I don’t know a single person that has had an easy time this year. (And that’s an understatement.) We’re all a little over these “unprecedented times,” I think. Today, and every day lately, as 2020 has dragged on, I’m making a conscious ever to find those things for which to be grateful, even when it takes some serious thought to find them.
Every year for as long as I can remember, my mom and her sisters have multiple discussions about who’s bringing what, talk about how we always have too much food, and always seem to land on something crazy, like “Let’s keep it simple and just have lasagne,” only to end up with guess what? Traditional food, and way too much of it. As it should be, and largely because my aunt Charlotte would convince my Mom that that would be crazy. It’s just one day, she’d say, and of course she and Sue would help set up and do extra cooking.
More wrangling over who’s bringing what, then once it’s finally decided, Sue and Charlotte always arrive with three things that were never mentioned. I get this one more now, as I only have one child, who’s not always home, half the time. When you love to cook, and live alone, the holidays are sort of like the Oscars, the Super Bowl, and the Miss America Pageant rolled into one. Not for showing off, but for trying all the things you’ve been wanting to try for people you love.
Happy chaos. A hundred people in the kitchen, loud and boisterous, the sound of plates and forks, shouts of “Is this the vegetarian one?” “Who made this?” and the inevitable, “I did, but it’s too dry/not good/not the best/a new recipe,” coming from Mom or one of my aunts.
Then, as the noise migrates to the tables for a while, and my Dad would slip out (always the first in line with a plate, and the first to cut into the pie for “just a sliver” of each one) to start the dishes. Solo, and quiet, he’d be finished almost before anyone noticed, and in time for him to sneak out of the house for a little peace while we’d all break out the karaoke machine or start up some living room line dancing. Yeah, not everyone’s tradition maybe, but always ours.
Last year was different, as we lost him in the spring. Never loud, never one to fill the air with useless words, he was the quiet, strong, and unbelievably kind heart of my family for sure. The one who could magically make so many things happen (including all the Thanksgiving dishes) with no fanfare or announcement, and while he never loved crowds, he loved our crowd. I mean, he loved knowing we were there, doing the Macarena, while he sat on the porch of his garage and dozed off quietly. I will never not be grateful for all of those Thanksgivings, and for having him as long as we did.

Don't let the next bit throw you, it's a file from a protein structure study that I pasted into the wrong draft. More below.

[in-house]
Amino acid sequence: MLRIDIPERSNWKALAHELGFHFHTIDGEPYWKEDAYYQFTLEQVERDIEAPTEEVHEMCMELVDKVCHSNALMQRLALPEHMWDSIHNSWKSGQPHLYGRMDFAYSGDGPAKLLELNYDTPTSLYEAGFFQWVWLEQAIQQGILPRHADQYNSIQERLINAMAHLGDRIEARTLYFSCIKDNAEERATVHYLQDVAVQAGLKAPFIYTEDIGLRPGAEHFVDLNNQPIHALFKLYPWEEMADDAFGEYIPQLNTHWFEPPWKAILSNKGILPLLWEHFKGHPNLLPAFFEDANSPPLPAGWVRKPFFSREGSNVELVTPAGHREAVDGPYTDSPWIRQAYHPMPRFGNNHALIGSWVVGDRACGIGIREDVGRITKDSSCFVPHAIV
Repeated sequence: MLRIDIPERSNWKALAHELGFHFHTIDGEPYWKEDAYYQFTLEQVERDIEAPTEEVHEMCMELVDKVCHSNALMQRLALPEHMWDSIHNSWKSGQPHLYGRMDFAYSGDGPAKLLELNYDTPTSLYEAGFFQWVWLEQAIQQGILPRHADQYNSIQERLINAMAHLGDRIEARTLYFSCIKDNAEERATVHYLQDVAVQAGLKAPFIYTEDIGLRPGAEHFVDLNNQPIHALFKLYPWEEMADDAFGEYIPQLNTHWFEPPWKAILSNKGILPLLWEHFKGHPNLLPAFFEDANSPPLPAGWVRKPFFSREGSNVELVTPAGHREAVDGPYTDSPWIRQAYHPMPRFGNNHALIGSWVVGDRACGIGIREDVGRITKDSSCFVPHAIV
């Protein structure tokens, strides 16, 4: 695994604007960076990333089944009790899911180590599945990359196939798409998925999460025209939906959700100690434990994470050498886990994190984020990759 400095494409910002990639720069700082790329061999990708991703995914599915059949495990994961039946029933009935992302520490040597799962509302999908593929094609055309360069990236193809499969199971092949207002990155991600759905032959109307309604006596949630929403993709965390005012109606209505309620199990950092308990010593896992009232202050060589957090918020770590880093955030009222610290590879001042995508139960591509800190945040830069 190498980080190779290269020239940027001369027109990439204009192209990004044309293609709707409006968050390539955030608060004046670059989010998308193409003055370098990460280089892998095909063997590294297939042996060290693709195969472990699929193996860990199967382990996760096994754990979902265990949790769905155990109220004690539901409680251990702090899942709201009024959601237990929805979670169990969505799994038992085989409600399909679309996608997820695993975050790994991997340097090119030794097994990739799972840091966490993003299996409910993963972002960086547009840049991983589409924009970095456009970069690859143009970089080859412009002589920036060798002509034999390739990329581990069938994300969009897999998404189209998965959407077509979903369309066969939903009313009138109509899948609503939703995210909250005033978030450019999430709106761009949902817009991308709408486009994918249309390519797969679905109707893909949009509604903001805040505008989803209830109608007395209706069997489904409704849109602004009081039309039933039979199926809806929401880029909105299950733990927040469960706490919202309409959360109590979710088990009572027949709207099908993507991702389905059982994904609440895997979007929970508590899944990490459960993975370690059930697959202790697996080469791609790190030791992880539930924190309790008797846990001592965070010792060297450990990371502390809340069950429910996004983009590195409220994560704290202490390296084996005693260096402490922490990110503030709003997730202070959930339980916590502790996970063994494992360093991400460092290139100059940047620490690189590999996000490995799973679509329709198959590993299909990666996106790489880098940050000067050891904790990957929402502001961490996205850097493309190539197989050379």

This year will be different still. Not only because of all of the 2020/Pandemic accommodations- the drastically smaller table, on the deck for safety, masks, and probably a few FaceTime or Zoom calls. We lost Charlotte suddenly in June, and I know that as my Mom gets things together, and Sue has been prepping what she’s fixing for her smaller family dinner, that loss is more acute than it has been.
Our table will have at least 4 fewer dishes, and likely nothing with Cool Whip (or whipped cream), as she loved a light dessert, and was a master at them. No telling her we’re eating at noon so she arrives by 12:30, with all of her dishes and the dollhouse and all its furniture for her granddaughters. I could list a thousand things about both of them, but I won’t.
L to R: My mom, Phyllis, Charlotte, and Sue. My awesome dad in the background, the year he had a beard for the holidays.
What I will say is that if you have your people, even if you can’t see them today, be thankful for them. If your traditions are weird, or not what your Norman Rockwell idea of Thanksgiving should be, they’re still yours.
Today, and every day, I’m grateful for my people- family, friends, and clients, and for all of those holidays past. For every weirdo salad someone brought that combined Jello and cheese, or peas and mayonnaise. For every Electric Slide and Judds Christmas karaoke song. For the family gatherings that my ex husband would always say he enjoyed, but why did they have to last 7 hours? For the people we’ve lost, but were so blessed to have. For the people we have. For too many carbs, and too much pie, and for that turkey that’s usually not that great.
Wishing you a wonderful day, whatever this year looks like. One day, this one too will be a memory, so here’s to making it memorable, not worrying too much that it doesn’t feel quite the same, and finding gratitude in those little things. They are for sure the ones we miss when they’re gone.